Perryville approves $8.4 million budget, cuts taxes
Property tax rate lowered for sixth year
— For the sixth year in a row, the mayor and commissioners have approved a new budget that lowers the property tax rate.
The $8.4 million spending plan for the fiscal year, which begins July 1, charges 0.3097 cents per $100 of assessed value, compared to 0.3130 charged in the current spending plan. It represents a 13 percent decrease.
Rachel Deaner, finance director, said both budgets use the constant yield rate set by the Maryland Department of Assessments and Taxation
“That’s what the constant yield does,” she said. “It gets us the same amount of revenue as the previous year.”
The constant yield factors in the assessment of all property within the town’s borders and formulates a rate, which allows the governing body to decide if raising more revenue through taxes is warranted.
“We’re still giving a 2 percent discount,” Deaner said.
That discount goes to property tax bills paid in full by July 31.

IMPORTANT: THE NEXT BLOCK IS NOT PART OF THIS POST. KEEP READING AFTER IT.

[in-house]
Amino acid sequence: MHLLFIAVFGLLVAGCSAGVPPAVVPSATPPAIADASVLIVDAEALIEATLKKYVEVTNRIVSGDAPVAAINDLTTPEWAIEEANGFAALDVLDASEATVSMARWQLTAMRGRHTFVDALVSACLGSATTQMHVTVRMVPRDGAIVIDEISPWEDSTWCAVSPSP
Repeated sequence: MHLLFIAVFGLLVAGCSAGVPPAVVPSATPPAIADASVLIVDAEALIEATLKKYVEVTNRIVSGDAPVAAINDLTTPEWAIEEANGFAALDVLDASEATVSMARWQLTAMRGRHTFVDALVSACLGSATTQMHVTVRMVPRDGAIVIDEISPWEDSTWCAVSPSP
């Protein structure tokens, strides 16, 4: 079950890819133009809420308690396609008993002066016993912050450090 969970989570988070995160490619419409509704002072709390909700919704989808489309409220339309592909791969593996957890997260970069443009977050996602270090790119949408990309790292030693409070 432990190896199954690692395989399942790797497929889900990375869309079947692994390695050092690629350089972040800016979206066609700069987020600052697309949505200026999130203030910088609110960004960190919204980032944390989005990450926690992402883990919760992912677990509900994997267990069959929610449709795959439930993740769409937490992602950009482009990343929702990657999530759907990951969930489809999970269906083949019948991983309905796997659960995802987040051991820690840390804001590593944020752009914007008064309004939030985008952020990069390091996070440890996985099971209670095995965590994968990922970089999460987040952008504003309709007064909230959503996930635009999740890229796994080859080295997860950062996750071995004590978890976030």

The personal property tax rate remains the same at 0.94 cents per $100 of assessed value.
On top of lowering property taxes, Perryville has one other unique distinction, Mayor Jim Eberhardt said.
“We are one of the few towns that include trash collection in it expenses,” the mayor said.
Residents do not get a bill for collection of trash, recyclables, yard waste and larger items.
While the fiscal 2015 budget was $7.4 million, Deaner said the new package lacks at least two very large projects, which town officials expect to have finished by June 30.
“This year had a lot of projects,” she said, including Lower Ferry Park’s development and repairs and upgrades along Elm Street.
With those near completion, Deaner said the grant funding received through the Maryland Department of Natural Resources and The Maryland Heritage Areas Authority would not be in the new budget.
Casting and reeling, casting and reeling. These fishermen were in search of a catch on the Susquehanna River.
A boat under full power flies past fishing boats, breaking up the otherwise quiet morning on the Susquehanna River.